Trip Three: Day Two

Back to the Studio

Cato had been able to squeeze me into the studio booking system for Studio Nordheim so I got back in there and began (once again) to work on the initial piece.

It is amazing how each time the perspective afforded by distance and time away from the piece is able to inspire new ideas and provide new clarity on the piece. I recognised almost instantly, just as I had on my previous trip, that the work was still too busy. There was too much variation, change and activity which was not fully developed and little time to breathe and take stock.

One option would have been to extend the piece further, to push everything back and fully explore each section in more detail. But I also recognised that there was a lack of cohesion in between some of the different sections of the work, which might be exacerbated by further lengthening the piece. And I wanted the work to hold together.

So, I decided to remove items (especially in the second part of the work which uses the pitched material extracted from the air conditioning noise) and to cut back slightly on the levels of processed sound. To present enough of these sonic textures and to ensure that I was shaping the materials at all times, not simply allowing the materials to simply exist and do their own thing.

These changes seemed to make some real difference to the work, but I know that the real effect will only really become apparent when I return to the Studio on Monday and am able to hear them with fresh ears.

Detailed Compostional Notes / Reflections

  • Concentrate periods of activity and those of inactivity.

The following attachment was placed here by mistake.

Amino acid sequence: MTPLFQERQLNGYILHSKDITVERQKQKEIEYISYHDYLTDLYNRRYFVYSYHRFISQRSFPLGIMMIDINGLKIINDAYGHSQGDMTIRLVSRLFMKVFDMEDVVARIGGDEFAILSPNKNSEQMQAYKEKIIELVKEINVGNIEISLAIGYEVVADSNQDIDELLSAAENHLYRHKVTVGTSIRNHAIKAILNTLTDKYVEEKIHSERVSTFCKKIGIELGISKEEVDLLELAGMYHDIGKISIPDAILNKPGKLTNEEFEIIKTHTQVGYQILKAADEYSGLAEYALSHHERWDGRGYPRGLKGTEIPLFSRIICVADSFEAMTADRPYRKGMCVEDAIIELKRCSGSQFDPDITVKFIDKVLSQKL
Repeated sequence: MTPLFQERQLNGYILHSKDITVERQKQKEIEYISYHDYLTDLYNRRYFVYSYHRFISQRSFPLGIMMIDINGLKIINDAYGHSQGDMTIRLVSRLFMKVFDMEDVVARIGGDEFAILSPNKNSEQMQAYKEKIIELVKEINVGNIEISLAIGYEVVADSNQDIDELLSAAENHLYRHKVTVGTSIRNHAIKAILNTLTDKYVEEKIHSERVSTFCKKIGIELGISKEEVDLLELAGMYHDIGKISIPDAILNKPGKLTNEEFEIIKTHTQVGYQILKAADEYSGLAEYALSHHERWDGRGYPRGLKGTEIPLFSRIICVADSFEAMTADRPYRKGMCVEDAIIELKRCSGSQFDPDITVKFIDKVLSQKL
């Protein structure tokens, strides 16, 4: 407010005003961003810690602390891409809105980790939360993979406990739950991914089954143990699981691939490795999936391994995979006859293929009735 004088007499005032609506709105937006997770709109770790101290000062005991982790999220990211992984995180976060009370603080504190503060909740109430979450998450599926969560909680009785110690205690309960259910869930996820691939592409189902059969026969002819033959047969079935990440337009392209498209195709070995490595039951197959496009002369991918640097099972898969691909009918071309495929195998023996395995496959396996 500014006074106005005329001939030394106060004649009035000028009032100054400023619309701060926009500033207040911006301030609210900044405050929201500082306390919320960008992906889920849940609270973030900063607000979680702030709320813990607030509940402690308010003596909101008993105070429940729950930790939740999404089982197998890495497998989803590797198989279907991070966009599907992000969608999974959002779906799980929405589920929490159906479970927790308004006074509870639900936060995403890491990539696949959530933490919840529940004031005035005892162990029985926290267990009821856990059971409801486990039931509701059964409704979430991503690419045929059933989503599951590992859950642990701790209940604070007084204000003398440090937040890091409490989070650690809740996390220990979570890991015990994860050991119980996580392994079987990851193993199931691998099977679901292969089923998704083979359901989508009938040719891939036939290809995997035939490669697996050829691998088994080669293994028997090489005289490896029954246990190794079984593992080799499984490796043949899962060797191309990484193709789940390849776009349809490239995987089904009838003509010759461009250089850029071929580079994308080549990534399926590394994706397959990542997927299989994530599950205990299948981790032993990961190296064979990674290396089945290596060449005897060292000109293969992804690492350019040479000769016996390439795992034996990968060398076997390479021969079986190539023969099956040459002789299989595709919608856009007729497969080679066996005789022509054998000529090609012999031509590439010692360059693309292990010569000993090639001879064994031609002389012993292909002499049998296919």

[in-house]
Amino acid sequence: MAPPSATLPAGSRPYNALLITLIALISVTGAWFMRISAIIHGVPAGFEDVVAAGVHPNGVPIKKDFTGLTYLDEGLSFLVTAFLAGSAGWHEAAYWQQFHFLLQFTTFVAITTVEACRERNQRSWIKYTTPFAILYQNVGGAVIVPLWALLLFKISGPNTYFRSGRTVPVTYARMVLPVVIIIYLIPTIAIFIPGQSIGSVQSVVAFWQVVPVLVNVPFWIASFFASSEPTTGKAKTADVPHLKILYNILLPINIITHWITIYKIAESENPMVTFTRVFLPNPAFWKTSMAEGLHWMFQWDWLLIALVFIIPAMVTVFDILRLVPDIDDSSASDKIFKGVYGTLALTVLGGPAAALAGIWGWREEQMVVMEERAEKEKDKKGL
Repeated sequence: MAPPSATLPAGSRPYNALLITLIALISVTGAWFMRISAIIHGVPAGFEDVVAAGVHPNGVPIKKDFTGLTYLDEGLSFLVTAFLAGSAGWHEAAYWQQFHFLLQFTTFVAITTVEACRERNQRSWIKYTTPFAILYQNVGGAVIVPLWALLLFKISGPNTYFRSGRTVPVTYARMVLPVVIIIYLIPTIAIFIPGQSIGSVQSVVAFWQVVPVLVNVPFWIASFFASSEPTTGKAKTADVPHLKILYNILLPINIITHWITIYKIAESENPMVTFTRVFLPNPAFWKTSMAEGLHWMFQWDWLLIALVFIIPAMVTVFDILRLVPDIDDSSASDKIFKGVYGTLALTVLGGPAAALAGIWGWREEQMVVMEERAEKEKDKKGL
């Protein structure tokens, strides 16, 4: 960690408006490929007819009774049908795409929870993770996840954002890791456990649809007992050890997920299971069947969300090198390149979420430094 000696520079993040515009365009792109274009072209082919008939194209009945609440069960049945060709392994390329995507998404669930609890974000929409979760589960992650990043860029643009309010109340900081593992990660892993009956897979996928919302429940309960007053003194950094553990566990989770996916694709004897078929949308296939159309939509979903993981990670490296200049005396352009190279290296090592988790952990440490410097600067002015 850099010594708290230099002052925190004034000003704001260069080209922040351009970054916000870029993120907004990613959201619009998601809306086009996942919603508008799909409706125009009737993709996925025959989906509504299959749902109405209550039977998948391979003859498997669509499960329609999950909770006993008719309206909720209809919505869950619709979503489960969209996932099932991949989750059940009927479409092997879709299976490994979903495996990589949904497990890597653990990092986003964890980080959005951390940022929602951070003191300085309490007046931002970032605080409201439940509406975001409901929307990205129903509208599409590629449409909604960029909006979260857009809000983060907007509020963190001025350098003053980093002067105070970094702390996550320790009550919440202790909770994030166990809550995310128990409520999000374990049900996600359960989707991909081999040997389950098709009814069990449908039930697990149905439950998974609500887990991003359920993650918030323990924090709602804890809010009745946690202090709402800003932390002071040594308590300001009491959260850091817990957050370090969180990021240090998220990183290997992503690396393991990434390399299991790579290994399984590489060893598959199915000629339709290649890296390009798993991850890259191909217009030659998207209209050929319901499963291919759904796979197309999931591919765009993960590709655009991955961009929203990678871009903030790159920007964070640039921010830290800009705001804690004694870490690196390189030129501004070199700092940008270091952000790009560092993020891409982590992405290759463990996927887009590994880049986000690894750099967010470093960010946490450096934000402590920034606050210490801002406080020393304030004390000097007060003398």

• Focus upon clarifying sections of the work.
  • Draw similarities between the first and last sections of the piece.
  • Subtract some gestural elements to bring into focus high and low energy sections.
  • The piece should be primarily about texture (though the middle section is more gestural). So make sure that the gestural elements are complementing and not challenging the textures.
  • Try inserting some of the ‘Nordheim computer noise’ in the opening section of the work (this might help to tie this first section in with the last, where this sound is also used). As well as helping to smooth the transition between noisy and rotating pitched sounds in the second part. (It will also provide HF content to this section which is entirely unpopulated due to band pass filtering).
  • Either extend sections of the work, to allow them to develop fully. Or limit the material transformations.
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Positive Aspects of Rendering – time for listening.

Okay, so waiting for stuff to render isn’t fun. But it does mean that you can do other things in the meantime.

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While waiting for the noise reduction algorithm to remove the air conditioning from my keyboard recording, I took a peruse of the CD collection here at NOTAM.

I found a great record, which was a collaboration between South American and Scandinavian composers – North South Project (http://www.electrocd.com/en/cat/em_1013/)

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One track especially caught my ear as being the closest to my own project theme: ‘The Hot Dogs’ by Hanna Hartman (track 12).

This is a fantastically compelling and minimal piece. It sounds a bit like ‘Concrete PH’ with people shuffling in the background and a fantastic bell at the end. (I know that this description isn’t great, and it certainly doesn’t do the piece justice. You just need to listen to it ….).

The delicate textures and of the clicking and the background ambience really draw you in to listening to the fine details. And then the tolling of the bell snaps you out of this – reminding you that you have been listening intently to quiet sounds – and emphasising how quiet it was before the bell itself (linking in, of course, with the idea that ‘noise’ and ‘quiet’ are interdependent binary states, where you cannot have one without the other).